On August 26, 2020, for the first time in over 30 years, the Securities and Exchange Commission (the “SEC”) adopted significant amendments to the Regulation S-K disclosure requirements regarding the description of a reporting company’s business (Item 101), legal proceedings (Item 103) and risk factors (Item 105) (the “Amendments”). The Amendments represent the SEC’s latest efforts to modernize disclosure requirements by shifting to a more streamlined and principles-based approach.
SEC Chairman Jay Clayton noted especially the expansion of the Item 101 business description disclosures to include a description of human capital resources, stating, “I am particularly supportive of the increased focus on human capital disclosures, which for various industries and companies can be an important driver of long-term value.”
The Amendments generally revise disclosure obligations to implement, or expand upon, a principles-based approach. A summary of certain changes effected by the Amendments follows:
- Item 101(a) – General Development of Business
- The Amendments refocus Item 101(a) on disclosure of information material to the understanding of a reporting company’s business, rather than targeting specific items for disclosure.
- Further, the Amendments streamline disclosure by replacing the previous requirement to describe the prior five years of the reporting company’s business in favor of a materiality framework, and permitting the company to provide only a general update of the material developments that have occurred since the company’s most recent discussion of the development of its business. The disclosures may include, in addition to other topics the company considers material:
- any material changes to a previously disclosed business strategy;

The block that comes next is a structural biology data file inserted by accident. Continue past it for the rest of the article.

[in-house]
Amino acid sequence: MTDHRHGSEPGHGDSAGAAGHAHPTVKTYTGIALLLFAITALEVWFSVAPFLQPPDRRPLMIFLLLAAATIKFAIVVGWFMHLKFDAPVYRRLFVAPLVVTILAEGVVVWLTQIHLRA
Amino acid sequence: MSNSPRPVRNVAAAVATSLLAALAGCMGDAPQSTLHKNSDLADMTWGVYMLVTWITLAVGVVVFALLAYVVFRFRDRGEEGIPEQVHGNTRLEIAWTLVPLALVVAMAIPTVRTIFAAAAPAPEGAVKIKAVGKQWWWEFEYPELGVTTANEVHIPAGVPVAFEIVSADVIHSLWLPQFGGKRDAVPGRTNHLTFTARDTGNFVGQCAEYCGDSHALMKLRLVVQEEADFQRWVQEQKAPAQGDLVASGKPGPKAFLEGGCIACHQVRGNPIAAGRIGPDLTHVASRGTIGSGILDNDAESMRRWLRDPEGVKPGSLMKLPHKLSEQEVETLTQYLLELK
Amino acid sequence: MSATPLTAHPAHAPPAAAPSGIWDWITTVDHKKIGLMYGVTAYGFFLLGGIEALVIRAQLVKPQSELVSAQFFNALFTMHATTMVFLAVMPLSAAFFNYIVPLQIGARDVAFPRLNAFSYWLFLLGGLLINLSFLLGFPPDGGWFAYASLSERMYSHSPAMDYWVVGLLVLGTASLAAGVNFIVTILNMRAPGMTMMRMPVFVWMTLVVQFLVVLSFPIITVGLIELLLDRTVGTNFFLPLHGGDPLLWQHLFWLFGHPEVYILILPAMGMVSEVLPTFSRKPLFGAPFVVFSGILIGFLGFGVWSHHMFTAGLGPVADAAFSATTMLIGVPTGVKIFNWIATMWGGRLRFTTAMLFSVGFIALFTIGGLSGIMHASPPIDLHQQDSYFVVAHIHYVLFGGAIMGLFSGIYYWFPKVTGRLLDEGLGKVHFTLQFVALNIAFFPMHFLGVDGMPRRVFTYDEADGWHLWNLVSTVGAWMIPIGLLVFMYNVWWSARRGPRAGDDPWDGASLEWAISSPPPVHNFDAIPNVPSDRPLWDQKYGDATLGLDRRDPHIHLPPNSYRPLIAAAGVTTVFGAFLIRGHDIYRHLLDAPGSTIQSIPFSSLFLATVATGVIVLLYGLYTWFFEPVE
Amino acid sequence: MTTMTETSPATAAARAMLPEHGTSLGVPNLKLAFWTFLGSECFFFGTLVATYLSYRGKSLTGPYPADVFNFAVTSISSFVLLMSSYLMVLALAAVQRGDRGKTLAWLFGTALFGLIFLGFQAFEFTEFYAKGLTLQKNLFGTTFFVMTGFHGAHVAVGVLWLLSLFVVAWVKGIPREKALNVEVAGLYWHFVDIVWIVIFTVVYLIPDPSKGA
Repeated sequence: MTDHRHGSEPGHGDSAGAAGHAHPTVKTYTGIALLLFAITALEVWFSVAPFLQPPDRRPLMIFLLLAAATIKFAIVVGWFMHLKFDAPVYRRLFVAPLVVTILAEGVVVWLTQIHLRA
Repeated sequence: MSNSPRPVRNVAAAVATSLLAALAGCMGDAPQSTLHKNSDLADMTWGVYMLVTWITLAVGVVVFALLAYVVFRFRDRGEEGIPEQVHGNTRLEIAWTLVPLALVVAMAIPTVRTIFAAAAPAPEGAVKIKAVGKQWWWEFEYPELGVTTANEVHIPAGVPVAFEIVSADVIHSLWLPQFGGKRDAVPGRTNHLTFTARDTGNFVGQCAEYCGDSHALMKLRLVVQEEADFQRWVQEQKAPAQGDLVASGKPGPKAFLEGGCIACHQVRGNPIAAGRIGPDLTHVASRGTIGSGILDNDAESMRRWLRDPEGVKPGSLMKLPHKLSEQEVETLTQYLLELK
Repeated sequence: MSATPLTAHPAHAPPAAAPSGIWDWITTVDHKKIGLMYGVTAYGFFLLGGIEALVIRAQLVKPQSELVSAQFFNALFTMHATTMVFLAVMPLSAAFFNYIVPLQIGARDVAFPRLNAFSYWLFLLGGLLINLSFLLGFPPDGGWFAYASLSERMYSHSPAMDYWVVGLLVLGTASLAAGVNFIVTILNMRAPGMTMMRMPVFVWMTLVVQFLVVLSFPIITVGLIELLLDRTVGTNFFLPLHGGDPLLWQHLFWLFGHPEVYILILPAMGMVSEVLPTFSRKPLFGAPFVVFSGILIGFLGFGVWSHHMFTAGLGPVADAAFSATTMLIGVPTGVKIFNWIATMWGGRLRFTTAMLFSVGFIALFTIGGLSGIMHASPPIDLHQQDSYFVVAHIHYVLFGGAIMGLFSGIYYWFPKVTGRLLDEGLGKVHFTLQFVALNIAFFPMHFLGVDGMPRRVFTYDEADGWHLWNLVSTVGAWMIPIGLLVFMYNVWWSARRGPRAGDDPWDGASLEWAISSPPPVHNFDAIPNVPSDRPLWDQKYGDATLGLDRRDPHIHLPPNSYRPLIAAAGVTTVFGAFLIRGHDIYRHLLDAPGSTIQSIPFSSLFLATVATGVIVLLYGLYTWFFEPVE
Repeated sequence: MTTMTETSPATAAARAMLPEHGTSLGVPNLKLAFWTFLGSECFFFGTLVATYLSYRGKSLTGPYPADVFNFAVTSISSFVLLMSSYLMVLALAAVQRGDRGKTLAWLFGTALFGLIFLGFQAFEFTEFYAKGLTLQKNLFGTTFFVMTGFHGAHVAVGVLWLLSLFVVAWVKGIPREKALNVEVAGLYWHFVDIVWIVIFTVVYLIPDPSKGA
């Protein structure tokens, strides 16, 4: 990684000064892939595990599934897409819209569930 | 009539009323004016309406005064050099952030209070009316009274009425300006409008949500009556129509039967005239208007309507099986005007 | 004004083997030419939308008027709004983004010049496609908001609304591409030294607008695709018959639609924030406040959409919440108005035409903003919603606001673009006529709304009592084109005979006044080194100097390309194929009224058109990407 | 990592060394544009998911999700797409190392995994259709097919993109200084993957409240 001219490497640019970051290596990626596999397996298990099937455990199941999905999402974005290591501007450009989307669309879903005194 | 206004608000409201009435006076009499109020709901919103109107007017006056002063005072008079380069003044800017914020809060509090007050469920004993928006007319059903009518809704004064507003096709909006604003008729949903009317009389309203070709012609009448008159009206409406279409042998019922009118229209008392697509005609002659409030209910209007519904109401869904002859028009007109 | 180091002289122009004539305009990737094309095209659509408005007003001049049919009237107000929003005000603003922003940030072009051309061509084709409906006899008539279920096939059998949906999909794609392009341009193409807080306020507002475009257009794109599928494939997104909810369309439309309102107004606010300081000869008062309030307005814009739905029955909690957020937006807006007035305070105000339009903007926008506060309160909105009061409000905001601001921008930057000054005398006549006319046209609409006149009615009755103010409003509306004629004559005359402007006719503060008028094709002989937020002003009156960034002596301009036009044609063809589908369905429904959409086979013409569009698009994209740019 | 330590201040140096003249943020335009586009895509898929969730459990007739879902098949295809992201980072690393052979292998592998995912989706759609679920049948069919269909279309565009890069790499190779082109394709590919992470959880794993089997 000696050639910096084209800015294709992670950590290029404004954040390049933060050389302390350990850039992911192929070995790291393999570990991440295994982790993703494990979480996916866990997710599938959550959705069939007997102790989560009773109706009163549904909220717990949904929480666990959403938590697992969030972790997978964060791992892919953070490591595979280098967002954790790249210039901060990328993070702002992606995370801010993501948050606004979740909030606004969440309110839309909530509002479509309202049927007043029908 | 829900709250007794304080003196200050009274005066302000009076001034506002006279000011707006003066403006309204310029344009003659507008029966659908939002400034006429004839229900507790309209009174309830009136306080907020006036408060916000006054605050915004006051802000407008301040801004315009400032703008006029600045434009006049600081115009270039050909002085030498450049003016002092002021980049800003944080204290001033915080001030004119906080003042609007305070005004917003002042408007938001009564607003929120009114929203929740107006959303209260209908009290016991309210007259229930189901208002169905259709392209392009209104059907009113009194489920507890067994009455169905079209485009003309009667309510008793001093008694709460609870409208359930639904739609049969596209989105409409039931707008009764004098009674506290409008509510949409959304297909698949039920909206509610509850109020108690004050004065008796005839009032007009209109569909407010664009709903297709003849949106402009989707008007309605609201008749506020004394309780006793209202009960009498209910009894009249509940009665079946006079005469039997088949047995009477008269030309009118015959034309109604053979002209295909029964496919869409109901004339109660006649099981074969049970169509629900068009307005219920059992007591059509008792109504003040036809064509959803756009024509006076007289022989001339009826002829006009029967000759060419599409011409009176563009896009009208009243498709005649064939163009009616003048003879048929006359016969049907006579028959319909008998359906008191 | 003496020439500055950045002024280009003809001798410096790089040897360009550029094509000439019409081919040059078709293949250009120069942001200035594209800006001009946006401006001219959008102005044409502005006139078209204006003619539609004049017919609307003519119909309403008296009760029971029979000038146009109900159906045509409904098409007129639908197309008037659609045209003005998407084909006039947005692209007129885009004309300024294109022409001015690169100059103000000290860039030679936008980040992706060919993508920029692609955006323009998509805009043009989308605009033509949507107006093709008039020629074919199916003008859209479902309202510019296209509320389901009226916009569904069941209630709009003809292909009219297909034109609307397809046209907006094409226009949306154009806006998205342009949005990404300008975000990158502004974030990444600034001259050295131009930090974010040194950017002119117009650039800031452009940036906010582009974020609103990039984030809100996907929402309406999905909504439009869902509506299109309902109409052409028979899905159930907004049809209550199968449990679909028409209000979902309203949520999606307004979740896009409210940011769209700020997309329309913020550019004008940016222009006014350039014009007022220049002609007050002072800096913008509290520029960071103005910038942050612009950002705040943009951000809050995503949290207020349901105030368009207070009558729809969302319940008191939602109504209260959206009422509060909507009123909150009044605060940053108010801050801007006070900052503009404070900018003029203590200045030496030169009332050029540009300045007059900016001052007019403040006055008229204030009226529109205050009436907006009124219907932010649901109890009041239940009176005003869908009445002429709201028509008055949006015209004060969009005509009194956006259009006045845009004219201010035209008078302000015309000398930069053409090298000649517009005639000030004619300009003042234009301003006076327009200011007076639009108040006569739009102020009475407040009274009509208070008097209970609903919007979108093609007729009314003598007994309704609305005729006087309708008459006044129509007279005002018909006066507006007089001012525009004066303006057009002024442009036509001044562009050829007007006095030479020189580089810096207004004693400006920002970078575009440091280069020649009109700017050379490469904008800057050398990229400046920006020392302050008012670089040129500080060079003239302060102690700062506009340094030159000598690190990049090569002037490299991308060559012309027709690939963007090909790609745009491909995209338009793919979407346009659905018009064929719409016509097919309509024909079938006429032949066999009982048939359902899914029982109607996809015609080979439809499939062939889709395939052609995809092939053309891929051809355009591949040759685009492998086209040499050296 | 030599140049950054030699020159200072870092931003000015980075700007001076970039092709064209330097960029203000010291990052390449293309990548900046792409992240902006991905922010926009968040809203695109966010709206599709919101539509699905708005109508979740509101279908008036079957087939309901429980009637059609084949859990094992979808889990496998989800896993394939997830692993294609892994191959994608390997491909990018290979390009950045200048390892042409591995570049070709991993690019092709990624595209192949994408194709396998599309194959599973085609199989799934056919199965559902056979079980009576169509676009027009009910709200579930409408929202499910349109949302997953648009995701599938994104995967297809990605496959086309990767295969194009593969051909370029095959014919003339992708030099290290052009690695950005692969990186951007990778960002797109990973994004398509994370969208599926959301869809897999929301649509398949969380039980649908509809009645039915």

- the nature and effects of any material bankruptcy, receivership or any similar proceeding with respect to the company or any of its significant subsidiaries;
- the nature and effects of any material reclassification, merger or consolidation of the company or any of its significant subsidiaries; and
- the acquisition or disposition of any material amount of assets otherwise than in the ordinary course of business.
- Item 101(c) – Narrative Description of Business
- The Amendments reduce the existing list of twelve specific disclosure topics regarding the reporting company’s business to a more concise list of six topics based on the previous list, but expanded to include a description of any human capital resources material to an understanding of the reporting company’s business.
- The Amendments also require disclosure of compliance with material government regulations generally, not just environmental laws.
- Item 103 – Legal Proceedings
- The Amendments amend Item 103 by increasing the current quantitative threshold for disclosing certain governmental environmental proceedings resulting in monetary sanctions from $100,000 to $300,000, while also allowing the reporting company to select a different quantitative threshold provided it is reasonably designed to result in disclosure of material environmental proceedings, up to the lesser of $1 million or one percent of the company’s current assets. If the company elects to use a different quantitative threshold, the threshold must be disclosed in each of the company’s annual and quarterly reports.
- Reporting companies may also reduce duplicative disclosure of legal proceedings by hyperlinking or cross-referencing to disclosure located elsewhere in the disclosure document.
- Item 105 – Risk Factors
- The Amendments streamline Item 105 by requiring (i) a summary risk factor disclosure of no more than two pages if the reporting company’s risk factor section exceeds 15 pages and (ii) organization of risk factors under relevant headings (as many companies already do) in addition to the currently required subcaptions.
- Any risk factors generally relevant to an investment in securities disclosed under a separate caption at the end of the risk factor section entitled “General Risk Factors.”
“Building on our time-tested, principles-based disclosure framework, the rules we adopt today are rooted in materiality and seek to elicit information that will allow today’s investors to make more informed investment decisions,” said Chairman Clayton.
The Amendments will be effective 30 days after publishing in Federal Register.